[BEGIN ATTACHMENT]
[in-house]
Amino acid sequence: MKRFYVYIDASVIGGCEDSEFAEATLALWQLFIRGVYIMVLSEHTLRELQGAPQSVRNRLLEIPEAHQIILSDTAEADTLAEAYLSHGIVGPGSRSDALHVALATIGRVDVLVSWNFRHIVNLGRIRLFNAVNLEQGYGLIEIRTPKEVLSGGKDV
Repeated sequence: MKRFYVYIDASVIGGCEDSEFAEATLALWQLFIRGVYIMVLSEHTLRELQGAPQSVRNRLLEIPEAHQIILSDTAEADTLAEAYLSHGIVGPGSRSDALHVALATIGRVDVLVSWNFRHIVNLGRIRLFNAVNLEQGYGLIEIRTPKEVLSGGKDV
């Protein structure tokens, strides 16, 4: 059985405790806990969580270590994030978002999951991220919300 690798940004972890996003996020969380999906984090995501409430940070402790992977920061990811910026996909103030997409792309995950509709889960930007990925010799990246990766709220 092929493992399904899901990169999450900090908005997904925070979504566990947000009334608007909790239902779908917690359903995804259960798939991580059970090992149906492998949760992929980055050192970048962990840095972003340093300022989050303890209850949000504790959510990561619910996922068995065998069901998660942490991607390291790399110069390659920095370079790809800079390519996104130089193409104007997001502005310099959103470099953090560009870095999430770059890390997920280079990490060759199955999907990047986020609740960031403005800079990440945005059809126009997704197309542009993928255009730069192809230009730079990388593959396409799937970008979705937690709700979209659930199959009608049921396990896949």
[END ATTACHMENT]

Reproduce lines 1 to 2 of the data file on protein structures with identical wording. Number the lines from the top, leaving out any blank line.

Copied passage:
[in-house]
Amino acid sequence: MKRFYVYIDASVIGGCEDSEFAEATLALWQLFIRGVYIMVLSEHTLRELQGAPQSVRNRLLEIPEAHQIILSDTAEADTLAEAYLSHGIVGPGSRSDALHVALATIGRVDVLVSWNFRHIVNLGRIRLFNAVNLEQGYGLIEIRTPKEVLSGGKDV